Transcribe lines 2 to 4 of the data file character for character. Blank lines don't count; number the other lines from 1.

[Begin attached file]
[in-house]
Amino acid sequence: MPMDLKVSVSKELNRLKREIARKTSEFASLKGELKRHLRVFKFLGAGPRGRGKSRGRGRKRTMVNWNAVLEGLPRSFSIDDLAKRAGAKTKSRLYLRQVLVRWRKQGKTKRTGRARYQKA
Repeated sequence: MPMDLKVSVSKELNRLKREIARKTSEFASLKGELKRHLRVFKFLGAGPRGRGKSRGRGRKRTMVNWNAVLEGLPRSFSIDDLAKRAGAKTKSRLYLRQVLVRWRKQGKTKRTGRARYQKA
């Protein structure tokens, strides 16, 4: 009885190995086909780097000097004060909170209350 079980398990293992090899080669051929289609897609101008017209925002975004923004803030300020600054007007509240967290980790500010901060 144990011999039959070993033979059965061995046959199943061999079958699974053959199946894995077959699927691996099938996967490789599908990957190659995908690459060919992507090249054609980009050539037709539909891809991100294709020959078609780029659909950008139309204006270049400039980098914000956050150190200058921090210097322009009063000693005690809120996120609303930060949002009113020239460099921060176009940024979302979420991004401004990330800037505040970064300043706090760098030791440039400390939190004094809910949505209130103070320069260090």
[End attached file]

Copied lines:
Amino acid sequence: MPMDLKVSVSKELNRLKREIARKTSEFASLKGELKRHLRVFKFLGAGPRGRGKSRGRGRKRTMVNWNAVLEGLPRSFSIDDLAKRAGAKTKSRLYLRQVLVRWRKQGKTKRTGRARYQKA
Repeated sequence: MPMDLKVSVSKELNRLKREIARKTSEFASLKGELKRHLRVFKFLGAGPRGRGKSRGRGRKRTMVNWNAVLEGLPRSFSIDDLAKRAGAKTKSRLYLRQVLVRWRKQGKTKRTGRARYQKA
């Protein structure tokens, strides 16, 4: 009885190995086909780097000097004060909170209350 079980398990293992090899080669051929289609897609101008017209925002975004923004803030300020600054007007509240967290980790500010901060 144990011999039959070993033979059965061995046959199943061999079958699974053959199946894995077959699927691996099938996967490789599908990957190659995908690459060919992507090249054609980009050539037709539909891809991100294709020959078609780029659909950008139309204006270049400039980098914000956050150190200058921090210097322009009063000693005690809120996120609303930060949002009113020239460099921060176009940024979302979420991004401004990330800037505040970064300043706090760098030791440039400390939190004094809910949505209130103070320069260090």